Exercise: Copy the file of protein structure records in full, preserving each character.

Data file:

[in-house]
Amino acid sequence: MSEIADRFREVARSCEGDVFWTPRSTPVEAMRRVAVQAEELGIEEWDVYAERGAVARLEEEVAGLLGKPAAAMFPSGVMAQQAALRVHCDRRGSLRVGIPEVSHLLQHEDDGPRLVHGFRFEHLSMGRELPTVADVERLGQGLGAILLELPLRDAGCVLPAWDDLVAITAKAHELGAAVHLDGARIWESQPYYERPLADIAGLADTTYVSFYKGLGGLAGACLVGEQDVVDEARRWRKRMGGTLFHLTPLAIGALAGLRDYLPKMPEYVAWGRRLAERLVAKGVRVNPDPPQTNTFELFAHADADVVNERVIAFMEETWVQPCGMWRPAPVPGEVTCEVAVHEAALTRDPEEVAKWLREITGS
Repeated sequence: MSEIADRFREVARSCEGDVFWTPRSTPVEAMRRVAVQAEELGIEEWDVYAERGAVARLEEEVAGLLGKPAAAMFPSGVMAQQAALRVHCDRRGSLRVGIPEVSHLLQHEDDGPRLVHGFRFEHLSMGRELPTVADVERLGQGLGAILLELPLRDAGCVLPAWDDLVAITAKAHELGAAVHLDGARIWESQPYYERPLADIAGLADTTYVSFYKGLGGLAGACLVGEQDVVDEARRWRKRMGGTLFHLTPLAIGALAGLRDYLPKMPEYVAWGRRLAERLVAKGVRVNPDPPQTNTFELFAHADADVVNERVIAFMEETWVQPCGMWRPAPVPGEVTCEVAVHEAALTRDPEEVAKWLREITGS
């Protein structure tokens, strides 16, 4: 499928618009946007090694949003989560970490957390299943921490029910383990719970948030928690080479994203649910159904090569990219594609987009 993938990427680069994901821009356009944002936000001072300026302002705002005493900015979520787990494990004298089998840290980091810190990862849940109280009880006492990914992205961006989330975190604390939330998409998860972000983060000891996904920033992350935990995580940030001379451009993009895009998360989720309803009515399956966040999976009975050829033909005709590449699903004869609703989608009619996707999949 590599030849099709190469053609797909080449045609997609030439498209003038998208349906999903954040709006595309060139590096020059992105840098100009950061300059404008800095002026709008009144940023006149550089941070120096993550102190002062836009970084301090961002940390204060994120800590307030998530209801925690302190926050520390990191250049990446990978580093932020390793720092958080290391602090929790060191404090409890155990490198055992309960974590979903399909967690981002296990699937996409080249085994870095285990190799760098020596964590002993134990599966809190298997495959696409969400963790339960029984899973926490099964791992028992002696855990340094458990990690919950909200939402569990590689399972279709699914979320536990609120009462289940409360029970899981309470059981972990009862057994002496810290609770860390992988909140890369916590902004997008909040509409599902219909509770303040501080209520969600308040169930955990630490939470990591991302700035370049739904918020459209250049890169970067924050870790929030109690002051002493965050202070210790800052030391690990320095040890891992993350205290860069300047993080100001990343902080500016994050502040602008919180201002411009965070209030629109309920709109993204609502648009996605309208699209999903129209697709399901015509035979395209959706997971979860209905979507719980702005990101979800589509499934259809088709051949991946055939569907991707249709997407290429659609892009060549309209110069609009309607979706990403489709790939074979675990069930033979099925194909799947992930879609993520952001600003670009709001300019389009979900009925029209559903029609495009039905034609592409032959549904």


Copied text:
[in-house]
Amino acid sequence: MSEIADRFREVARSCEGDVFWTPRSTPVEAMRRVAVQAEELGIEEWDVYAERGAVARLEEEVAGLLGKPAAAMFPSGVMAQQAALRVHCDRRGSLRVGIPEVSHLLQHEDDGPRLVHGFRFEHLSMGRELPTVADVERLGQGLGAILLELPLRDAGCVLPAWDDLVAITAKAHELGAAVHLDGARIWESQPYYERPLADIAGLADTTYVSFYKGLGGLAGACLVGEQDVVDEARRWRKRMGGTLFHLTPLAIGALAGLRDYLPKMPEYVAWGRRLAERLVAKGVRVNPDPPQTNTFELFAHADADVVNERVIAFMEETWVQPCGMWRPAPVPGEVTCEVAVHEAALTRDPEEVAKWLREITGS
Repeated sequence: MSEIADRFREVARSCEGDVFWTPRSTPVEAMRRVAVQAEELGIEEWDVYAERGAVARLEEEVAGLLGKPAAAMFPSGVMAQQAALRVHCDRRGSLRVGIPEVSHLLQHEDDGPRLVHGFRFEHLSMGRELPTVADVERLGQGLGAILLELPLRDAGCVLPAWDDLVAITAKAHELGAAVHLDGARIWESQPYYERPLADIAGLADTTYVSFYKGLGGLAGACLVGEQDVVDEARRWRKRMGGTLFHLTPLAIGALAGLRDYLPKMPEYVAWGRRLAERLVAKGVRVNPDPPQTNTFELFAHADADVVNERVIAFMEETWVQPCGMWRPAPVPGEVTCEVAVHEAALTRDPEEVAKWLREITGS
């Protein structure tokens, strides 16, 4: 499928618009946007090694949003989560970490957390299943921490029910383990719970948030928690080479994203649910159904090569990219594609987009 993938990427680069994901821009356009944002936000001072300026302002705002005493900015979520787990494990004298089998840290980091810190990862849940109280009880006492990914992205961006989330975190604390939330998409998860972000983060000891996904920033992350935990995580940030001379451009993009895009998360989720309803009515399956966040999976009975050829033909005709590449699903004869609703989608009619996707999949 590599030849099709190469053609797909080449045609997609030439498209003038998208349906999903954040709006595309060139590096020059992105840098100009950061300059404008800095002026709008009144940023006149550089941070120096993550102190002062836009970084301090961002940390204060994120800590307030998530209801925690302190926050520390990191250049990446990978580093932020390793720092958080290391602090929790060191404090409890155990490198055992309960974590979903399909967690981002296990699937996409080249085994870095285990190799760098020596964590002993134990599966809190298997495959696409969400963790339960029984899973926490099964791992028992002696855990340094458990990690919950909200939402569990590689399972279709699914979320536990609120009462289940409360029970899981309470059981972990009862057994002496810290609770860390992988909140890369916590902004997008909040509409599902219909509770303040501080209520969600308040169930955990630490939470990591991302700035370049739904918020459209250049890169970067924050870790929030109690002051002493965050202070210790800052030391690990320095040890891992993350205290860069300047993080100001990343902080500016994050502040602008919180201002411009965070209030629109309920709109993204609502648009996605309208699209999903129209697709399901015509035979395209959706997971979860209905979507719980702005990101979800589509499934259809088709051949991946055939569907991707249709997407290429659609892009060549309209110069609009309607979706990403489709790939074979675990069930033979099925194909799947992930879609993520952001600003670009709001300019389009979900009925029209559903029609495009039905034609592409032959549904």